Chris CortezChris: When we have a Covid outbreak, the positive resident is isolated to their room. However, social activities, dining, and visitations are not suspended as they were during the pandemic.

Cathy CarrollCathy: The residents are no longer isolated in their rooms if there is Covid in their “house” or wing. The residents are free to wander within their house, sit in the living room with other residents and eat in the dining room with other residents. They are not allowed in the common areas for the entire building, but still have some freedom and stimulation in a modified way. Families are also free to visit while we have Covid in a “house” or wing.

Danielle BugayDanielle: I think our priorities became more apparent and encouraged us to find surprisingly creative solutions. A patient is actively dying and has a Covid-positive relative who needs to say their final goodbyes? We rolled our patients’ beds out onto the patio to facilitate a visit in open air. We are now more nimble, ready to surmount obstacles to facilitate what matters the most.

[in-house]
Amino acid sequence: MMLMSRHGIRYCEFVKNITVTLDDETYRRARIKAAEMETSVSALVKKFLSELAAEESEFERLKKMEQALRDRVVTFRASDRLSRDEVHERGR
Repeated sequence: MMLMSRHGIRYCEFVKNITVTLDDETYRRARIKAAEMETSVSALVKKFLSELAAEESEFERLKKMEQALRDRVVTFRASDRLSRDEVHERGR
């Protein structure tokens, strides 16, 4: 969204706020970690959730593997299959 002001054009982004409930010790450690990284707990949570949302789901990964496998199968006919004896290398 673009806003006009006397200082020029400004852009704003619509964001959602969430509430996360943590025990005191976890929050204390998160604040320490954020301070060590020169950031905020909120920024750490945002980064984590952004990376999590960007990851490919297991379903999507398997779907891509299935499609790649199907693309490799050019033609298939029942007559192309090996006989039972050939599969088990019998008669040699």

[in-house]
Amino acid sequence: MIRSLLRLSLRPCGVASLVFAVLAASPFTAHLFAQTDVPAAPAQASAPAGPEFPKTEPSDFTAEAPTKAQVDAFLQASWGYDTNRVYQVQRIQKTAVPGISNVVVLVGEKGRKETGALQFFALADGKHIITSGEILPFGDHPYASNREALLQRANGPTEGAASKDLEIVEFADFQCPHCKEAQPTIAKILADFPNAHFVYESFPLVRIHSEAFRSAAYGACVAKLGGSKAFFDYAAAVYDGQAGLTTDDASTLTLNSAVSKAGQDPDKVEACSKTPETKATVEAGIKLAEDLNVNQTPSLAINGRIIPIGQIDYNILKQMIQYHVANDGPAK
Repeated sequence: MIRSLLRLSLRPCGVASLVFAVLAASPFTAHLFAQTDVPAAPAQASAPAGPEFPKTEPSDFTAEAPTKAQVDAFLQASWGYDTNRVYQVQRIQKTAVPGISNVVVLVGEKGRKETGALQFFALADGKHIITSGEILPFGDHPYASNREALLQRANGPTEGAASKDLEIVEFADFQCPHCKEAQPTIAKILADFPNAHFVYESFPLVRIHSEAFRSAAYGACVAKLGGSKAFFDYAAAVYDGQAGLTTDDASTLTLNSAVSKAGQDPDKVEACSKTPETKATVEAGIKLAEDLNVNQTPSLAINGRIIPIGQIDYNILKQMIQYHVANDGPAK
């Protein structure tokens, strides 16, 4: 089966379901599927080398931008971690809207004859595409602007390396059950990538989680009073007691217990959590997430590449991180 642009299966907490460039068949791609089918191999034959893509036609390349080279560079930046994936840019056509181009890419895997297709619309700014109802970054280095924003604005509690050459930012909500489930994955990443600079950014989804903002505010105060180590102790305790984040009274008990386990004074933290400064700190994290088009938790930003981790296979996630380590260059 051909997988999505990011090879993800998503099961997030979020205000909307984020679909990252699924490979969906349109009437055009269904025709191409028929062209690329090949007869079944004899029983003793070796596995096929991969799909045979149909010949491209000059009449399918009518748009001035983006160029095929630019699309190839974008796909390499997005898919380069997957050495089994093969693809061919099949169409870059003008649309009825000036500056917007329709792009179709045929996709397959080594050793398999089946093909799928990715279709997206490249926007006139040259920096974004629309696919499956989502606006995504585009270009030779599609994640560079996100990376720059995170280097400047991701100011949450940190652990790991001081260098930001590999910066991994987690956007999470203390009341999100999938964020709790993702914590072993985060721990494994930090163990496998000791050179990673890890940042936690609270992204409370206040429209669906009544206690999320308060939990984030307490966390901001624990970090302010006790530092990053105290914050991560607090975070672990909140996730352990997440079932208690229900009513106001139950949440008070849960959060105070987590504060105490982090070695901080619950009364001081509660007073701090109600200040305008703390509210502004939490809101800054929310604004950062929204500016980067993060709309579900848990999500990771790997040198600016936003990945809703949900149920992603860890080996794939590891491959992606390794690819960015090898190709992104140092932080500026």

What are your biggest challenges in caring for people?

Jessica BartelJessica: There is a stigma on nursing homes as a result of the pandemic. Images of loved ones behind closed doors, birthday parties missed, and people dying alone have contributed. Nursing homes are now thought of as a place not to thrive but to slowly disappear and be forgotten. Many places have closed their doors, taken on new ownership, or changed names to survive in this setting. From an occupancy perspective, without residents to serve there is not clientele or demand for the operation. In fact, more people chose to direct-admit to home with home health. The residents that choose to admit to skilled nursing centers are coming in sicker post-pandemic, with higher co-morbidities, and resulting [in an] increase in hospital readmissions. The increased acuity is directly related to delayed procedures during Covid or missed visits to the doctor’s office.